Yasenia Dudley is an Afro-Latina, born and raised in Boston. She currently serves as the Dean of Students at Brooke Charter School in East Boston. As the Dean of Students, she manages disciplinary procedures, school culture and student behavior. Prior to this, she worked as the Clinical Coordinator at the Washington Irving Middle School in Roslindale. While at the Irving, she provided counseling and therapeutic services to students in the Learning Adaptive Behavior Program. She received her Masters in Counseling from William James College and her Bachelors in Psychology from the University of Massachusetts Amherst. She will be attending Northeastern University in the Fall to pursue her certification in Applied Behavior Analysis in hopes of becoming a Board Certified Behavior Analyst.
Chris Espinoza is the Assistant Director for Student Life at the Benjamin Franklin Institute of Technology. Chris completed his bachelors of Science in Psychology and English at Bridgewater State University and his Masters Degree in Higher Education Administration in Student Affairs at Boston College. While completing his Masters, Chris worked at Bridgewater State University, Boston College, and the Massachusetts Institute of Technology. Chris primarily works in student activities, student leadership, and college housing; but also has experience in academic advising, multicultural affairs, orientation, and high school to college bridge programs. Originally from San Diego California, Chris moved to Massachusetts for college as a first generation college student and his primary professional interest is in student leadership development for students from underrepresented populations.
Yahaira-Maria Frier was born and raised in Lawrence, Massachusetts. As a first-generation Dominican-American, she takes great pride in her culture and the values it has instilled in her. She earned a Bachelor of Liberal Arts with a concentration in Psychology and Sociology from the University of Massachusetts, Lowell. She is an alum of City Year Boston and has her Master of Arts in Teaching from Simmons College. For the past three years, she has worked at UP Academy Leonard in her hometown of Lawrence, serving a predominantly Dominican population, most of whom have just arrived to the United States within the past year or two. Yahaira-Maria feels a great sense of responsibility and privilege to work with this population in the very city that has made her who she is today.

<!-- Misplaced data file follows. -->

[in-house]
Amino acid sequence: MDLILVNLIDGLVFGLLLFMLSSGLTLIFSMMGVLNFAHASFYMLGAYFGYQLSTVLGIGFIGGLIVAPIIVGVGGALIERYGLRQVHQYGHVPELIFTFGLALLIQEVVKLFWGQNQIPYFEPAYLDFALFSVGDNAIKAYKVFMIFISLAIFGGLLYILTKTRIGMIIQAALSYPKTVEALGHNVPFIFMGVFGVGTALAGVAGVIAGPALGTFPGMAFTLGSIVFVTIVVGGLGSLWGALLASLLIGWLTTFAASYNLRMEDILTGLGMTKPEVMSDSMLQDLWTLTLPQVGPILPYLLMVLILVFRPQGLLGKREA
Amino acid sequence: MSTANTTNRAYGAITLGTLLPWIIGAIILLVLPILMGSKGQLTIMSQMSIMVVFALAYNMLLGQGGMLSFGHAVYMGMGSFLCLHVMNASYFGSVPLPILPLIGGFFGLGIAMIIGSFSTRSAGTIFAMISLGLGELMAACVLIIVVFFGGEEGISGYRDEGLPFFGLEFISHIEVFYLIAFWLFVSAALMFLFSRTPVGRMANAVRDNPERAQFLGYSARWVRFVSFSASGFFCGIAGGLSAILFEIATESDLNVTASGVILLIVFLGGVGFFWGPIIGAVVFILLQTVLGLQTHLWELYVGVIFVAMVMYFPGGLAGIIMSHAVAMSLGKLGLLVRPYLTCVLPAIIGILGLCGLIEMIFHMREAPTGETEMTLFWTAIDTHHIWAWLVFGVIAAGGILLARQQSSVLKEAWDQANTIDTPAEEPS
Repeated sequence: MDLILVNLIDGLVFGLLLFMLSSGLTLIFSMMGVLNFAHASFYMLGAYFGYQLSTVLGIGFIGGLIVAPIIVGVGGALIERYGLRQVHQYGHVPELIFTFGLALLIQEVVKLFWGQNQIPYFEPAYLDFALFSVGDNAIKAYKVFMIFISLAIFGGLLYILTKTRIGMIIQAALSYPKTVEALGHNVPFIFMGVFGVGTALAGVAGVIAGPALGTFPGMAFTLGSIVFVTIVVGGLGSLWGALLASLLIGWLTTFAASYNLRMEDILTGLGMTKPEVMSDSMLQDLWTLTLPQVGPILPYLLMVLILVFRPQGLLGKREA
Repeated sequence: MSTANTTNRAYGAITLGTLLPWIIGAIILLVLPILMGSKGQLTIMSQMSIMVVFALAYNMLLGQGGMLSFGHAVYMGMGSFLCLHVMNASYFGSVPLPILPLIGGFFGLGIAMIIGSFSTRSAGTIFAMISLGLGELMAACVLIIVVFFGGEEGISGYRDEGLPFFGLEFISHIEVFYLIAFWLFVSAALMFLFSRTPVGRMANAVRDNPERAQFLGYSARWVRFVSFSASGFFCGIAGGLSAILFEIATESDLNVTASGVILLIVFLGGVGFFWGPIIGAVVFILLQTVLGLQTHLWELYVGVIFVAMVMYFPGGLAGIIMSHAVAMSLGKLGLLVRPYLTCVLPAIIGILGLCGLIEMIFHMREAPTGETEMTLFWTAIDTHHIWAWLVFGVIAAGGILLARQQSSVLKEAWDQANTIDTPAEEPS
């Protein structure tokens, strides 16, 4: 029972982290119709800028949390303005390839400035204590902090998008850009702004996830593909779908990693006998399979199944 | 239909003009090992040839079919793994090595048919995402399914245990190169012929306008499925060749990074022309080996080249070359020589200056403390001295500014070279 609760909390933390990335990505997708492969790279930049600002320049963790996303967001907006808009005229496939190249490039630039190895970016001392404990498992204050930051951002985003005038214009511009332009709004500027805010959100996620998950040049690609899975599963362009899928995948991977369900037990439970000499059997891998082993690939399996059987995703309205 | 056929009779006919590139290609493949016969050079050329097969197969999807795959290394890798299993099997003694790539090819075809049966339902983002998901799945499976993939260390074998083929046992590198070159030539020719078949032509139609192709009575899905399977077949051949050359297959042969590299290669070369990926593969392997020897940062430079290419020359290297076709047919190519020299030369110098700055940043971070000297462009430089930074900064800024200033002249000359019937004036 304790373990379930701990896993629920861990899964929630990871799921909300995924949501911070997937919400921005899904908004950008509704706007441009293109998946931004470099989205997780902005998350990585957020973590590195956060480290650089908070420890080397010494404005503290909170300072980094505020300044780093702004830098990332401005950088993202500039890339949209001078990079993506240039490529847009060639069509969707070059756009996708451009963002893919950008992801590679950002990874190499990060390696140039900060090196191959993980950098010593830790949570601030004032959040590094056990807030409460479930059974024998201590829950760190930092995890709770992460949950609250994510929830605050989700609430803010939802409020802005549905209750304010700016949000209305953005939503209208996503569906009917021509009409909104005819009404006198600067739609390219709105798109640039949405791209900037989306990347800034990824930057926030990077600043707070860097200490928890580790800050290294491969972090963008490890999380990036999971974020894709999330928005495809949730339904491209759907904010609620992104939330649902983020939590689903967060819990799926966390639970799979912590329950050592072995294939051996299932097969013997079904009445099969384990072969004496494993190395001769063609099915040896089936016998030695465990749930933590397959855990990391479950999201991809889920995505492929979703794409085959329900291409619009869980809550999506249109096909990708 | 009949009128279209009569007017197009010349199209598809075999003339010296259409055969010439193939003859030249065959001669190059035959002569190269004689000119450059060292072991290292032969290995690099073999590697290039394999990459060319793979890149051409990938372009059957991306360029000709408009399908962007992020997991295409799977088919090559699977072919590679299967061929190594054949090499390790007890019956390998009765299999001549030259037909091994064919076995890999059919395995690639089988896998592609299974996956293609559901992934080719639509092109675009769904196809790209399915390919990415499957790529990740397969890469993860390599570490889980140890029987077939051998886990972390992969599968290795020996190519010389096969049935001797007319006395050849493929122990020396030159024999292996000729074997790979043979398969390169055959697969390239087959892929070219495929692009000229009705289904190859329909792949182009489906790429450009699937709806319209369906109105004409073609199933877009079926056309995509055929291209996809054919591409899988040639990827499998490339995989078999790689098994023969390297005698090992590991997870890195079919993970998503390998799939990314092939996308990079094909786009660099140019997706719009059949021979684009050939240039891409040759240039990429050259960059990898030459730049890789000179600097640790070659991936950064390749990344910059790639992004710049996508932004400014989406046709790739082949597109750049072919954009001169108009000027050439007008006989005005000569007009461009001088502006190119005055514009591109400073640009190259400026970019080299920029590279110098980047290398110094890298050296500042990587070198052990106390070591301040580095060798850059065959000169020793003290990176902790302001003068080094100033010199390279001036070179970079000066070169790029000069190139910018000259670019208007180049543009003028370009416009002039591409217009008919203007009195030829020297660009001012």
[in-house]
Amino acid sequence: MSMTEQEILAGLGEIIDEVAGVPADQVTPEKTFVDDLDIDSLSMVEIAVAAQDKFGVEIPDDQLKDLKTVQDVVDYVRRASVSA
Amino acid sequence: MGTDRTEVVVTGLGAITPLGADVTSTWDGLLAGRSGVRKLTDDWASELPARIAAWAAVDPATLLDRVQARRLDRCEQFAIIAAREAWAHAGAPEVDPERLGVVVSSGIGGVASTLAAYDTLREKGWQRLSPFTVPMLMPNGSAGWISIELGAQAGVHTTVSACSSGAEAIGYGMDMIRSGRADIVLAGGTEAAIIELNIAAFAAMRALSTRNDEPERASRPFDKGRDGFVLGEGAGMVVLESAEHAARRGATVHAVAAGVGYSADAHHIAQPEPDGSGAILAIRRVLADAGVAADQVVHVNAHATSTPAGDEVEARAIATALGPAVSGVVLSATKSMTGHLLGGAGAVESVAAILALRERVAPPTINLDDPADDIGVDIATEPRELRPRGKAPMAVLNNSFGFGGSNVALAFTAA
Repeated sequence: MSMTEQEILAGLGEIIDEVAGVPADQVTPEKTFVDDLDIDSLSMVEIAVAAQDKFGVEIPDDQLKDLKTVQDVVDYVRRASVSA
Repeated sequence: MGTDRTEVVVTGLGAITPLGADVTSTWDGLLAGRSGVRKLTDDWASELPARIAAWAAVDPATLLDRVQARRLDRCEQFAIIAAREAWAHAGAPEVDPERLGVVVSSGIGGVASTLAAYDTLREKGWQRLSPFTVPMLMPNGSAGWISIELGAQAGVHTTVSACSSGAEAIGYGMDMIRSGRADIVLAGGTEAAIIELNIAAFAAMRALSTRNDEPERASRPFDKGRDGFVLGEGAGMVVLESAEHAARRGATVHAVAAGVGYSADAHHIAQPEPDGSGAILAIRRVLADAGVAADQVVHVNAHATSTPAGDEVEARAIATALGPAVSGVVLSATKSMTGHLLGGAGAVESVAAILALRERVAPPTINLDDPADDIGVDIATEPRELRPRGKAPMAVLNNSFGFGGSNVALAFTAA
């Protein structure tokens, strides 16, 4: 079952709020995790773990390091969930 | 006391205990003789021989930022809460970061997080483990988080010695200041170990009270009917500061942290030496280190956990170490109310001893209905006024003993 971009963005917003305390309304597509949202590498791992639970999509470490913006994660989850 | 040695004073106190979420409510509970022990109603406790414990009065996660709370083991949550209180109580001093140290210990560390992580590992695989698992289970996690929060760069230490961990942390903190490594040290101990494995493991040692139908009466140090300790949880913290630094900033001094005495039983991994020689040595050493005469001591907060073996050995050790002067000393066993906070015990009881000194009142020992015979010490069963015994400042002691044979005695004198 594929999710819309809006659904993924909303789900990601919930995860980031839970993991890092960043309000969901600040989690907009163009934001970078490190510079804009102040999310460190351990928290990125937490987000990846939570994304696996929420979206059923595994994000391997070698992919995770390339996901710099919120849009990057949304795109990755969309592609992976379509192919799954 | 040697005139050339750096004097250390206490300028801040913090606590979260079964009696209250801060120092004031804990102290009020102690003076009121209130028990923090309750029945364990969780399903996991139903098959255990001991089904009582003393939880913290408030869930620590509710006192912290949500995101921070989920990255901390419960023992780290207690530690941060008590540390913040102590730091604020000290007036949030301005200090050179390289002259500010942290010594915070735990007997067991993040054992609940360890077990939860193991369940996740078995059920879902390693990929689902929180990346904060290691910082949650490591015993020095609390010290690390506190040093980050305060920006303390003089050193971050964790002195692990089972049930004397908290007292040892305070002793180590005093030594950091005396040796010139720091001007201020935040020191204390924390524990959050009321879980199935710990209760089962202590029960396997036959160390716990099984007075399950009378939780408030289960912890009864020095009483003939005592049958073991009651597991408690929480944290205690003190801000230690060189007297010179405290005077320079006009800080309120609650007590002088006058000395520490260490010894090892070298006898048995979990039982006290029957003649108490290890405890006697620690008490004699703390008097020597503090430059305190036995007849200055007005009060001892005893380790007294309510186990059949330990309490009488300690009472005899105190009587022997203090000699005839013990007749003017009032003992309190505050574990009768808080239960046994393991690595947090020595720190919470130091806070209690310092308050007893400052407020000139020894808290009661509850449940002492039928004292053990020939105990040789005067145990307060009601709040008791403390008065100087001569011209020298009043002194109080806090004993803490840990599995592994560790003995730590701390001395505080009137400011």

Luis Gallegos is a 7th and 8th grade English & Spanish Language Arts teacher at the dual language Rafael Hernandez Middle School in Roxbury, MA. He is originally from Los Angeles, CA, where he received his Bachelor of Arts in English Literature & Central American Studies from Cal State Northridge and a Master’s of Arts in Teaching from the University of Southern California. From Lynn to Lawrence, Luis has taught in a wide range of school settings in Massachusetts–from alternative, to public, to charter–serving students from all grades 6-12.
A 2012 Teach for America alum, Luis has served as a teacher coach to first-year educators in Philadelphia and Boston from 2014-2015, and more recently, as a literacy specialist supporting teachers on implementing strong literacy practices into their curriculum. Luis is also a recipient of the 2013 and 2015 Sontag Prize in Urban Education, an award that recognizes high achieving teachers with a proven track record for student success. As a queer educator and son of immigrants, he uses his classroom as a space to tackle social justice and local community issues. He builds curricula that not only teaches students about the injustices in today’s society, but empowers them to challenge these issues through a critical and empathetic lens.